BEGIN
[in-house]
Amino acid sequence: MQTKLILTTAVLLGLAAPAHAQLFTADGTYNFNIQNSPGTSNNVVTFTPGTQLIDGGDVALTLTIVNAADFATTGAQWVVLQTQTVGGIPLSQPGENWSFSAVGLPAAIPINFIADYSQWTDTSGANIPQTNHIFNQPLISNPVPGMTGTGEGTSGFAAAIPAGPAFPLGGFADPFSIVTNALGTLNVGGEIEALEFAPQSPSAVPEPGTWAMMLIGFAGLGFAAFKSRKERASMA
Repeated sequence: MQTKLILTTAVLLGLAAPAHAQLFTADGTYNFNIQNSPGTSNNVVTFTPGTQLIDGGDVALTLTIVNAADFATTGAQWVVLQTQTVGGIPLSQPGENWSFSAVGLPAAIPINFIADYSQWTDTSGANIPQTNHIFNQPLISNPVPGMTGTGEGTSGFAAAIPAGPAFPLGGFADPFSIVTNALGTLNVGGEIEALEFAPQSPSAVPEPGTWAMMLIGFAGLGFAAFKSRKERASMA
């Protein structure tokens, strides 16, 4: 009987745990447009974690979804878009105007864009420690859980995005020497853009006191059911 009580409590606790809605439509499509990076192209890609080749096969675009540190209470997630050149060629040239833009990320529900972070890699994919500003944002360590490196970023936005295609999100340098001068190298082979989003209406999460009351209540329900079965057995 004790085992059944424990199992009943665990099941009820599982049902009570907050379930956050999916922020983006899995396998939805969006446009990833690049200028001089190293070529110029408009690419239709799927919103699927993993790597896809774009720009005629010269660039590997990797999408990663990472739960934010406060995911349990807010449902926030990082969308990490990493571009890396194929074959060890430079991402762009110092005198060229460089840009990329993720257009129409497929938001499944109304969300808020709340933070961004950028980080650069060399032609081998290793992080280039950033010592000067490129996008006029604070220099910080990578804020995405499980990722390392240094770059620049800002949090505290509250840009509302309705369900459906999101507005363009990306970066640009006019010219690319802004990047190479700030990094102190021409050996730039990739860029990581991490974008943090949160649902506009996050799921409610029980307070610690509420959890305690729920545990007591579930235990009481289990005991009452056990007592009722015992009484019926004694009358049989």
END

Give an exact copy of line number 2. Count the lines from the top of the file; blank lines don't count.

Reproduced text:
Amino acid sequence: MQTKLILTTAVLLGLAAPAHAQLFTADGTYNFNIQNSPGTSNNVVTFTPGTQLIDGGDVALTLTIVNAADFATTGAQWVVLQTQTVGGIPLSQPGENWSFSAVGLPAAIPINFIADYSQWTDTSGANIPQTNHIFNQPLISNPVPGMTGTGEGTSGFAAAIPAGPAFPLGGFADPFSIVTNALGTLNVGGEIEALEFAPQSPSAVPEPGTWAMMLIGFAGLGFAAFKSRKERASMA